Changing Perspectives: A New World

For as long as I can remember, I grew up with the impression that deafness was a disability, and that I was the one who had to change—to work harder than everyone else—in order to “integrate” into the mainstream hearing world. I had to take years of speech therapy, one to three times a week, and go to mainstreamed schools, and wear my implant all the time. I remember having my mom as a transliterator in church and at youth group events. For many years, I just didn’t think much of it.

I mean, it was all I’d known, and the biggest things I had to worry about in middle school were squabbling with the boys I found annoying– which, in retrospect, were all of them. When I turned 13, things started to shift. I kept telling myself I was just a loner and preferred to go my own way, and to some degree, that was true. Over time, though, the feeling of isolation just got worse and worse. It got a little better in high school thanks to Emily, who opened my world just by being this shining example of kindness and grace. More than anyone else, she showed me how to be a friend.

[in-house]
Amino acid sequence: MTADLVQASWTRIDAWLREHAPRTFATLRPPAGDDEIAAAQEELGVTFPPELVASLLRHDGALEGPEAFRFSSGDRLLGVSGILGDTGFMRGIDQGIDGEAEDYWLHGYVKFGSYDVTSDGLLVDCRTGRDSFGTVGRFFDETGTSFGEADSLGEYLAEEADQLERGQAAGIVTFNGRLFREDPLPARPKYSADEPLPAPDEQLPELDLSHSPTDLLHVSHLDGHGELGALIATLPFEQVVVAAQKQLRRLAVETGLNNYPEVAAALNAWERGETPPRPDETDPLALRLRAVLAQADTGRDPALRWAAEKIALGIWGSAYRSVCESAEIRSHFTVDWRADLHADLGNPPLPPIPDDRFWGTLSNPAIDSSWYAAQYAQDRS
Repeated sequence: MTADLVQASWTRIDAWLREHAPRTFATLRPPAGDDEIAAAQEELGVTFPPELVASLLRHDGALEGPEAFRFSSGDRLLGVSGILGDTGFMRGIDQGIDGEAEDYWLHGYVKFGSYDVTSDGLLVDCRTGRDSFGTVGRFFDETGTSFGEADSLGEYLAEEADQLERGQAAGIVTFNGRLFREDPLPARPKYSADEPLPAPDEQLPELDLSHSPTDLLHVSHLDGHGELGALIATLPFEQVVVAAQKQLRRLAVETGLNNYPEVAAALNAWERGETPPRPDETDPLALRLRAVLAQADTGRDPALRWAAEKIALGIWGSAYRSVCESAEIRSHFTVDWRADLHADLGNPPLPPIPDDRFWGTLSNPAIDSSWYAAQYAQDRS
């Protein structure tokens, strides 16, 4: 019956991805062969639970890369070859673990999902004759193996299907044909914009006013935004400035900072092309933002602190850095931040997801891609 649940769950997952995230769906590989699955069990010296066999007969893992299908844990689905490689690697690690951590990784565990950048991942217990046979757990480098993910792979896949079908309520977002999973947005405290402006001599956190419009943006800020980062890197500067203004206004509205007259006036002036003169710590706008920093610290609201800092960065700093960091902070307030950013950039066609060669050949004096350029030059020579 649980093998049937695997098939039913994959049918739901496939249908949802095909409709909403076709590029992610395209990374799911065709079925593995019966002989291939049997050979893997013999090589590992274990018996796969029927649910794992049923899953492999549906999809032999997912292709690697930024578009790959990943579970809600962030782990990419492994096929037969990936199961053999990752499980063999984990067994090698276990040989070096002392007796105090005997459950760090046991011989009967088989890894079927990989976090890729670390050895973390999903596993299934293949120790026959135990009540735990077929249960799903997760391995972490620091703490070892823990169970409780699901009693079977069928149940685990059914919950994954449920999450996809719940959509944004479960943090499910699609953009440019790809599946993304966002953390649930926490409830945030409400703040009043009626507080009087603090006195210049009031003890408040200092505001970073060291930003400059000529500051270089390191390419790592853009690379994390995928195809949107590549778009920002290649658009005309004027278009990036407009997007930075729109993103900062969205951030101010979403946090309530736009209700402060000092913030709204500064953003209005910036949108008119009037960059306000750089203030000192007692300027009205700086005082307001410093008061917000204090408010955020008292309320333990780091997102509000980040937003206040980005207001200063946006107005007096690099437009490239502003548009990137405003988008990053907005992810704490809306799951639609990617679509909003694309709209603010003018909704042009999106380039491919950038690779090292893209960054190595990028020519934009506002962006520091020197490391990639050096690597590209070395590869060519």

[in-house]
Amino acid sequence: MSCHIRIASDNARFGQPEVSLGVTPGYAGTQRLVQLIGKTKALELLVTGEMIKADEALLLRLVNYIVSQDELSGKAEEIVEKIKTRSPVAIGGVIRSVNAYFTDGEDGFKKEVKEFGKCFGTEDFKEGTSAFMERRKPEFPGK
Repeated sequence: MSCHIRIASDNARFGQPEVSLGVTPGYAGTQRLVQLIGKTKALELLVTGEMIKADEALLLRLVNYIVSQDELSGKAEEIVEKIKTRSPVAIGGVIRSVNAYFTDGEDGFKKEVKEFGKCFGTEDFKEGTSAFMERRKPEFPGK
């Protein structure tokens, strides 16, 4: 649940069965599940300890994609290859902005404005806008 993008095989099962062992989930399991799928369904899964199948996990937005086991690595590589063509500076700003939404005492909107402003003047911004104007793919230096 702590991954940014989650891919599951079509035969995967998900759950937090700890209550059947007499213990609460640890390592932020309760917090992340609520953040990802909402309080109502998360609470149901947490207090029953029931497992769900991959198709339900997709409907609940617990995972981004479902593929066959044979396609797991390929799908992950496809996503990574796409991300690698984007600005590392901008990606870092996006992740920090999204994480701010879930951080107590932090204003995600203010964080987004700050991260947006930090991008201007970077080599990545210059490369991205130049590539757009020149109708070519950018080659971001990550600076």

Even so, the friends I’d made in middle school started finding new circles in high school, and while we still hung out, I had no idea where or how to find new ones. More than that, I couldn’t deny my growing identity crisis. On one hand, I was becoming more painfully aware of how my deafness bled into everything, even with people I loved. There was always, always this gap, and I didn’t know how to close it. On the other hand, I didn’t want to be shunted into this “deaf box,” where everything I did and became was all about deafness.

Before I entered college, I was skeptical about Deaf Culture, especially since I was hardly the “ideal” Deaf person: I grew up with an emphasis on spoken and auditory communication, I have a cochlear implant, I used Cued Speech rather than American Sign Language, and I saw deafness as more of a nuisance than anything else.